Read about the life and work of the Attingham Wardens

Attingham Park is a National Trust property comprising of an 18th Century mansion set in a Repton landscape; the Park and wider Estate includes a deer park, walled garden, several miles of the rivers Severn and Tern, extensive farmland and woodlands.

Tuesday, 25 March 2014

Finishing the old, starting the new

With the equinox behind us and the clocks changing this weekend, spring is officially here. The bright sunshine, daffodils everywhere and lambs in the fields are certainly making me think of the coming warmth and the jobs that come with the seasons. Before we can jump in to all the new projects, there are still some last winter jobs to complete but we are well on our way.

This week has seen the wardens here, there and everywhere! On Monday the team went to Betton Farm where a very large, old horse chestnut had lost its fight against the gales and lost its top as well as a couple of major limbs. It had just caught a fence with the tips of its branches to we cleared the brash and repaired the fence so that our tenant farmer can put his cattle out into the field to enjoy the new grass. It was a gorgeous bright day and our work was carried out to the sound of skylarks. We spotted a stoat as we left site but it was far too quick to me to get a picture, disappearing into the woods before I could even reach for the camera.

Fence fixed and brash removed

On Tuesday we split forces with one team on site repairing other fences and clearing timber while a few of us went to Lee Brockhurst to deal with some leaning and hung up trees. On Wednesday, we had a little celebration in the afternoon to mark the achievement of Senior Park and Estate Warden Colin Morris - 30 years of working for the Trust at Attingham!

On Thursday I went with Colin to Dunham Massey for a meeting of the Trusts deer managers. I was able to see their fallow deer herd which has until recently contained all four colour variations - the common and menil that we have here, plus some white and black (which are a very dark brown rather than true black). It was interesting to hear about how different properties manage their deer, with some quite different feeding and culling programmes. There's always something new to learn with the National Trust!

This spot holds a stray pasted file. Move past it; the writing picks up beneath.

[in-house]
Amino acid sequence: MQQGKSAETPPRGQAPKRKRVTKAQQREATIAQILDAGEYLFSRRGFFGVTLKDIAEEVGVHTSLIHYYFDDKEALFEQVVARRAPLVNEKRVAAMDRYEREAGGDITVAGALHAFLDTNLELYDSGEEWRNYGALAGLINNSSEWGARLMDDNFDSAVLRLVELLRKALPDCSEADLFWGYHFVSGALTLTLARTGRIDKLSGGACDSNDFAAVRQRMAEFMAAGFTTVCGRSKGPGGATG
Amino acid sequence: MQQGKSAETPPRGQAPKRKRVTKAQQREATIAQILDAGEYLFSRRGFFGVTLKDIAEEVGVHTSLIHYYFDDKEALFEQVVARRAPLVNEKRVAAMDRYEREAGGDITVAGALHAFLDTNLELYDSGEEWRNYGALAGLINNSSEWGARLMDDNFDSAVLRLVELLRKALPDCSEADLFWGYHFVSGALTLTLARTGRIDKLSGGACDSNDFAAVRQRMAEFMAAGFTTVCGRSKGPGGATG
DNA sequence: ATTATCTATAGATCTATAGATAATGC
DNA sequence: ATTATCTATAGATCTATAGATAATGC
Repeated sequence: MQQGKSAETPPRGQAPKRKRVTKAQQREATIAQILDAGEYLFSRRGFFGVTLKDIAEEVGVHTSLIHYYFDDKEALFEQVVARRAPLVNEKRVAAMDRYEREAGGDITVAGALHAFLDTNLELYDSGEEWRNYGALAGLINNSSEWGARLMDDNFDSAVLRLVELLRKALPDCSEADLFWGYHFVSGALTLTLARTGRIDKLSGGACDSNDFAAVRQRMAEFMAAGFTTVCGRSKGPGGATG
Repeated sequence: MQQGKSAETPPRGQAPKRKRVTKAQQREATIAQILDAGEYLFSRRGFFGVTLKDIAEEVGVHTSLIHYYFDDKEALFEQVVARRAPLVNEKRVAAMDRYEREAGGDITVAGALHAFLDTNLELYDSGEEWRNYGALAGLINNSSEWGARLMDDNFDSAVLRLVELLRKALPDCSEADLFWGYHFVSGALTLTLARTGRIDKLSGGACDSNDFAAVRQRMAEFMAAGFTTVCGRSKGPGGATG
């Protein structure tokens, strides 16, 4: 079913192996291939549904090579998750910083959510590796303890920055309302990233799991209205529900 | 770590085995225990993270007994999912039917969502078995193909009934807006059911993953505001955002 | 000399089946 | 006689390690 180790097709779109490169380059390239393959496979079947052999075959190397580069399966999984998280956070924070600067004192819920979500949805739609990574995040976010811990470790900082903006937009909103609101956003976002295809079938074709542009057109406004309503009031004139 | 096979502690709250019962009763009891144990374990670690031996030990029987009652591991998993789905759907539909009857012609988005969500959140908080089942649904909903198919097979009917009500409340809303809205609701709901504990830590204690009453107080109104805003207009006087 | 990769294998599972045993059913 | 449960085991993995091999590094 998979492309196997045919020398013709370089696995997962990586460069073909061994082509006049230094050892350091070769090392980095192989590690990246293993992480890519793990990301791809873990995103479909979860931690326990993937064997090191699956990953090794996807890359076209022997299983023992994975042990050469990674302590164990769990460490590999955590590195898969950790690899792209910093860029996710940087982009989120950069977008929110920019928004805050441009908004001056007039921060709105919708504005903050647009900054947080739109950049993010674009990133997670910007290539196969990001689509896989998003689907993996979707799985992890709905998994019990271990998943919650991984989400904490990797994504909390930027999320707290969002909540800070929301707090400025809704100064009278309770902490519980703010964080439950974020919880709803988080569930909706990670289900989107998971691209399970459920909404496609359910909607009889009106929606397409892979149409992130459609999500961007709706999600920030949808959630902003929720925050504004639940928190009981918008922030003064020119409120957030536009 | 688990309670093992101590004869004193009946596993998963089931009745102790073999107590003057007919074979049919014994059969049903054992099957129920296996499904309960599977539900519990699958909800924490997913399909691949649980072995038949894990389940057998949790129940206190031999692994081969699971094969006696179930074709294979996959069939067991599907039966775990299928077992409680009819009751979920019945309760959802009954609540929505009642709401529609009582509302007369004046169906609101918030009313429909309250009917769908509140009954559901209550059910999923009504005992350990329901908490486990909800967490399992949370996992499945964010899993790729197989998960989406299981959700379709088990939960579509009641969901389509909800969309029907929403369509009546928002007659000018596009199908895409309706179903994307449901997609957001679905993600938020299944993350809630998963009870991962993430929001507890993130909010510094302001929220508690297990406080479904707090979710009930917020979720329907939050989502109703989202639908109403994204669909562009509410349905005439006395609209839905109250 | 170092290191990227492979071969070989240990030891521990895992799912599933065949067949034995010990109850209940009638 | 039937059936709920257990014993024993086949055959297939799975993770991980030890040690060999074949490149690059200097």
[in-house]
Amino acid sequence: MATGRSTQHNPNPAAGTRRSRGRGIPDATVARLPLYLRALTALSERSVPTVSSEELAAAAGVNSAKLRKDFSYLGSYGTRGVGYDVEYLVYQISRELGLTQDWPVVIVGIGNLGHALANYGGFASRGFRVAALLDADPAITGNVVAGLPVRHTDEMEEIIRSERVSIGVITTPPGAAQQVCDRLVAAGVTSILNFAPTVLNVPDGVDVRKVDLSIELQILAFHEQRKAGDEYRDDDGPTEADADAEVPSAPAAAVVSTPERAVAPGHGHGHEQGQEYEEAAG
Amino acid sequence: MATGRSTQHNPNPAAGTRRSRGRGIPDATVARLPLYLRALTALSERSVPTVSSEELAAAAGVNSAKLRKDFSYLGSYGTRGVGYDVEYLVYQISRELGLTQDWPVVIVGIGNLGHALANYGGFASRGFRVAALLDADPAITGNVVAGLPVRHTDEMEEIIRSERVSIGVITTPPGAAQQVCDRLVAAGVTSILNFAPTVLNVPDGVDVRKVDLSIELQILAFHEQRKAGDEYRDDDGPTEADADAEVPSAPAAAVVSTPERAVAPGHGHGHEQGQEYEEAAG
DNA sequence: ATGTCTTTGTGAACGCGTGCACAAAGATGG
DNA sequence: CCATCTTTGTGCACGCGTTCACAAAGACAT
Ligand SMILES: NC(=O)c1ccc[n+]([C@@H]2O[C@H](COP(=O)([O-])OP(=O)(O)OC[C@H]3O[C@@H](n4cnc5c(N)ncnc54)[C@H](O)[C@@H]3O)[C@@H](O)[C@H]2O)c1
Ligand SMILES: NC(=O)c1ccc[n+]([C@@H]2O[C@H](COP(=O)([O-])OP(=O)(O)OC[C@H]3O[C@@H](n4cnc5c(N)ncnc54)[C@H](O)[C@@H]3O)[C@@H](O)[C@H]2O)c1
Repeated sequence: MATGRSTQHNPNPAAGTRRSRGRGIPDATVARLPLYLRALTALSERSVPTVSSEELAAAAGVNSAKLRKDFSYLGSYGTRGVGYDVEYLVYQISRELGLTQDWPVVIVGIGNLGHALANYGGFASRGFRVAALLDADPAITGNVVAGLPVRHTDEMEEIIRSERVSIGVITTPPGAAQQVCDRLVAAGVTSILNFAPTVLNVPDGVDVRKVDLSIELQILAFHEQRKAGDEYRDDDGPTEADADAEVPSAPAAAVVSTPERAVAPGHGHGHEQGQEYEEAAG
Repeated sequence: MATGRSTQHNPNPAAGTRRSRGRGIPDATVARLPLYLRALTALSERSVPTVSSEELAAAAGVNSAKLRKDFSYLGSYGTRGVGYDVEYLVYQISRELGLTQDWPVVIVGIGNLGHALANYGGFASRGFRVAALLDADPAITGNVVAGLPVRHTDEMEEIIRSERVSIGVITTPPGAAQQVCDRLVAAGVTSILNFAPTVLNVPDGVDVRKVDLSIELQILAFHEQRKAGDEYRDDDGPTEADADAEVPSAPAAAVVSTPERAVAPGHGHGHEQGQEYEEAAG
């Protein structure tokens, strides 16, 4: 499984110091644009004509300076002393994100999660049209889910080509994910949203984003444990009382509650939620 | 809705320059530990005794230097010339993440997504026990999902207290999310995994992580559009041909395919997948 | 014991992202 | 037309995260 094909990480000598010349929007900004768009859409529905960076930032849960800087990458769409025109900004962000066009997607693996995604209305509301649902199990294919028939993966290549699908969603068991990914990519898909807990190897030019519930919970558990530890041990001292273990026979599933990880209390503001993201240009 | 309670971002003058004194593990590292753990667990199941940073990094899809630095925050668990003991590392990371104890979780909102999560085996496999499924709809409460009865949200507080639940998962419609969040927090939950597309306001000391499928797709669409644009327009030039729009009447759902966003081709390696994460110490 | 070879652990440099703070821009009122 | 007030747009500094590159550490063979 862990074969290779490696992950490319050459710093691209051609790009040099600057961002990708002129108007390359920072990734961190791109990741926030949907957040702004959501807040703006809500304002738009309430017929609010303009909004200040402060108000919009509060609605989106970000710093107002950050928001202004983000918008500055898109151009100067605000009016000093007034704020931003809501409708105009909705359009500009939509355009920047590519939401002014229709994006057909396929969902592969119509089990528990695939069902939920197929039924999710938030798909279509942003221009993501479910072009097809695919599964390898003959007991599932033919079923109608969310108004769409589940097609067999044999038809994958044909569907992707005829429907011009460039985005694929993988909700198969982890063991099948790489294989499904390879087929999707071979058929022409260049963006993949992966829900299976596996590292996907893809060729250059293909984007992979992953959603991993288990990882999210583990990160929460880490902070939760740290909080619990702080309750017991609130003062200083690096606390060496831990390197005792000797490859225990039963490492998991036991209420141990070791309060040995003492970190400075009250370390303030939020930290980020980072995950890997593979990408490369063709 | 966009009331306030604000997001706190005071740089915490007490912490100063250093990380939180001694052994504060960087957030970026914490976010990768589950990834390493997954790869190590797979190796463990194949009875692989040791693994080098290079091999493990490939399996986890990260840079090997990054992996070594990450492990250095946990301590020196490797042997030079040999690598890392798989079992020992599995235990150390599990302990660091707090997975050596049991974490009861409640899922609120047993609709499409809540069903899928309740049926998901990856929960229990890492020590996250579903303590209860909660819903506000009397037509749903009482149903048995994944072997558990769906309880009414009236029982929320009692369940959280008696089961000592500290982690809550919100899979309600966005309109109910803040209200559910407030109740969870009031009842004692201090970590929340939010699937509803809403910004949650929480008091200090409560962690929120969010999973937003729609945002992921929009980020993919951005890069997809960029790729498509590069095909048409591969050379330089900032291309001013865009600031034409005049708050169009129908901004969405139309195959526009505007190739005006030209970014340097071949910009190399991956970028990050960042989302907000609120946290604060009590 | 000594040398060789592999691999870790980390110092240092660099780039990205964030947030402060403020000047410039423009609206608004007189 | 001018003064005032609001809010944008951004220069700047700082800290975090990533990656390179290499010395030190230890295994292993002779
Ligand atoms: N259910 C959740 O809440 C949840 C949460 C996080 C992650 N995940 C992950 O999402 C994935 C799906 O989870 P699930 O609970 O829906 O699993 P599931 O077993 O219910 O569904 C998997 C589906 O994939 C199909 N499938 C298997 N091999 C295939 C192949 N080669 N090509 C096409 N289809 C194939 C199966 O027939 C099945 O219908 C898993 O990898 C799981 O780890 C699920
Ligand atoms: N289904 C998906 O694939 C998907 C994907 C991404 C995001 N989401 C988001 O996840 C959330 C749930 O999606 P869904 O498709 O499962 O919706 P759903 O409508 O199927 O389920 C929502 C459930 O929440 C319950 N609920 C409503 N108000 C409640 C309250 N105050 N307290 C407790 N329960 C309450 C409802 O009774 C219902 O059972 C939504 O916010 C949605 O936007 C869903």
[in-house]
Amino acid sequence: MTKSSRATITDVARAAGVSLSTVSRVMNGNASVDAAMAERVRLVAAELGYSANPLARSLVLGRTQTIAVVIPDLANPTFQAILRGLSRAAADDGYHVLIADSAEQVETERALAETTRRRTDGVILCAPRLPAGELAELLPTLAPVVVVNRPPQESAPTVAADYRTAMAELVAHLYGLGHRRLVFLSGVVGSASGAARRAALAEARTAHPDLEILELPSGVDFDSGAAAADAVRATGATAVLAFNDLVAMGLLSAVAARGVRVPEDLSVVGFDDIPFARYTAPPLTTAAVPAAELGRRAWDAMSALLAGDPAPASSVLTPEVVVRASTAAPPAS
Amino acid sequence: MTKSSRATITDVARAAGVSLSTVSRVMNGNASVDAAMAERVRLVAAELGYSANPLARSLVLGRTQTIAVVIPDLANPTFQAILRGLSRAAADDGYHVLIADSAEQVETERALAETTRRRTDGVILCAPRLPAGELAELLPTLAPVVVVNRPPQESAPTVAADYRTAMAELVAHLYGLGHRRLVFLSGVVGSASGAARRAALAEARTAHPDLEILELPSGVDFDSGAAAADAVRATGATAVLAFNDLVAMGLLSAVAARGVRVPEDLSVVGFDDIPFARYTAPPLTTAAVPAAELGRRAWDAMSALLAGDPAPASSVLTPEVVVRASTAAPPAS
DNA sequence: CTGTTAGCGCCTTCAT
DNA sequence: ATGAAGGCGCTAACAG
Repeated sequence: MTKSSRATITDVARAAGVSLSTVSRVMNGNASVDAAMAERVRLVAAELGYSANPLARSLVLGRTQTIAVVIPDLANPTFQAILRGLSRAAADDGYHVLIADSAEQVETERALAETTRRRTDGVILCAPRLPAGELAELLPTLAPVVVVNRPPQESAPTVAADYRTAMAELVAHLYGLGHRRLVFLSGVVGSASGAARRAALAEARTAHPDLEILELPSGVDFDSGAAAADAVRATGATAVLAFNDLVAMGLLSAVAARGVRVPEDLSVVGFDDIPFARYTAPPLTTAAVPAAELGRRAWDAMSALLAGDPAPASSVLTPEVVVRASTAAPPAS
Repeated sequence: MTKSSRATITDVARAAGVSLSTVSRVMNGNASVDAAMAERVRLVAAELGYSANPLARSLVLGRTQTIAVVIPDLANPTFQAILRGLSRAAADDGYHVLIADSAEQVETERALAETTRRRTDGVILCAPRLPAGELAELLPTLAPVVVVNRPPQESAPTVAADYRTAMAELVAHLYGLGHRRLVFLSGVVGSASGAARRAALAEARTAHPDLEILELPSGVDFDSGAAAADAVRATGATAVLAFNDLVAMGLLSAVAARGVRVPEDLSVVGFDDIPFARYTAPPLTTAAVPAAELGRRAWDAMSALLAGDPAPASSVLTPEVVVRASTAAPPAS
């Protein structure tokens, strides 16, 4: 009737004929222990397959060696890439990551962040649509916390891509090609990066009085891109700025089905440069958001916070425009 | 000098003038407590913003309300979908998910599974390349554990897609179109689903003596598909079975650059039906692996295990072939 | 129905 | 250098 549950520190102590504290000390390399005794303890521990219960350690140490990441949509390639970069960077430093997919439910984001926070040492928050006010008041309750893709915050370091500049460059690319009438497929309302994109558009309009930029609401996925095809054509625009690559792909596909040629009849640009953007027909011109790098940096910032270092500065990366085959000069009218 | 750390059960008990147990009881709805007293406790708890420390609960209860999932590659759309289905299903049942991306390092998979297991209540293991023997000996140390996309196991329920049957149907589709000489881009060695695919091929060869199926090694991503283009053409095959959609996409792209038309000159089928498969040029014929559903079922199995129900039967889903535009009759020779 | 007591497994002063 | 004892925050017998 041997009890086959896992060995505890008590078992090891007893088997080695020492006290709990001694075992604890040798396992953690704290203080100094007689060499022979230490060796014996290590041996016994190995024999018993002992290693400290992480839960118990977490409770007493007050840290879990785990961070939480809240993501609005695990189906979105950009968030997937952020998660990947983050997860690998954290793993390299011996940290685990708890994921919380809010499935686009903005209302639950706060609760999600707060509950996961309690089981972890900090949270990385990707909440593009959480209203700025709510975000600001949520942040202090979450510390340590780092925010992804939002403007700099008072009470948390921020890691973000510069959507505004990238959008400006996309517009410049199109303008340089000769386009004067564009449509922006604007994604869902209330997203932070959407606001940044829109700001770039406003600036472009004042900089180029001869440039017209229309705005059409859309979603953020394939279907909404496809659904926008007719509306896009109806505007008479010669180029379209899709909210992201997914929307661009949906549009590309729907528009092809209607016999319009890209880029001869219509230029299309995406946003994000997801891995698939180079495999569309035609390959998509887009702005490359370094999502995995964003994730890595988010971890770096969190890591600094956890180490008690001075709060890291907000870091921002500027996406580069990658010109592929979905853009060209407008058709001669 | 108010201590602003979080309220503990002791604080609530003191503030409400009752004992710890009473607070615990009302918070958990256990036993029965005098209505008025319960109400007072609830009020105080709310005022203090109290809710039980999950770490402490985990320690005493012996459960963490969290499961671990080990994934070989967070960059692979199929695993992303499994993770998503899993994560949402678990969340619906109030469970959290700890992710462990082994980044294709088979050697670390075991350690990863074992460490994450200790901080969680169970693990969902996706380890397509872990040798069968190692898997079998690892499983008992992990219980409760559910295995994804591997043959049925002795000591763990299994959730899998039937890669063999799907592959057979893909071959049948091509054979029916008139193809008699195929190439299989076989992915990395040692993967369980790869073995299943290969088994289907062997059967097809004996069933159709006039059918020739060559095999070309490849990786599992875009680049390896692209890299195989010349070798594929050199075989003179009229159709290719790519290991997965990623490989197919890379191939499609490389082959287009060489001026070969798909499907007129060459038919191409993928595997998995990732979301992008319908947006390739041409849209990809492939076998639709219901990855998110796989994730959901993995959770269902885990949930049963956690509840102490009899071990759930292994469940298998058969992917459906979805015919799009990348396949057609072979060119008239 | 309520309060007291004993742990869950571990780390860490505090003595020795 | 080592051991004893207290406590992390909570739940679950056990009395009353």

Friday, 7 March 2014

Signs of spring

The snowdrops are past their best now, though they are still an impressive sight blanketing the woodland floor. With the warmer weather the daffodils and crocuses have come out all around the mansion and riverside, and as you walk down to the back of the mansion there are primroses and fritillaries on the wildflower bank to your left.
Spring at last!
Student Henry has been working on a new natural play area with our Sports Co-ordinator Lucy and as you walk from the Bothy towards the suspension bridge and deer park you will see some of their work with log bridges across the ditch and stepping stones in the stream. There is still a bit of work to do on the bridges but the stones are firmly in place and being enjoyed by our younger visitors (and my dog!) already:

Max enjoys the stepping stones - and the off-lead zone

Speaking of dogs, there is an updated dog policy available from Visitor Reception which outlines the responsibilities of dog walkers around the park, explains where the dog bins are (including a new one) and maps out where dogs must be on short leads or are allowed off lead. We have noticed that some visitors are not putting their dogs on leads where they should, including in the deer park, and recently a child was bitten by a loose dog that should have been on a short lead. I am asking my fellow dog owners to please adhere to the rules to keep everyone safe and comfortable. If you do spot someone ignoring the signs then please inform our staff, with a description if possible, so that we can have a word - we don't want the few to spoil it for the many. Attingham is such a brilliant place to bring your dog for a walk and to socialise with others, we want to keep it that way!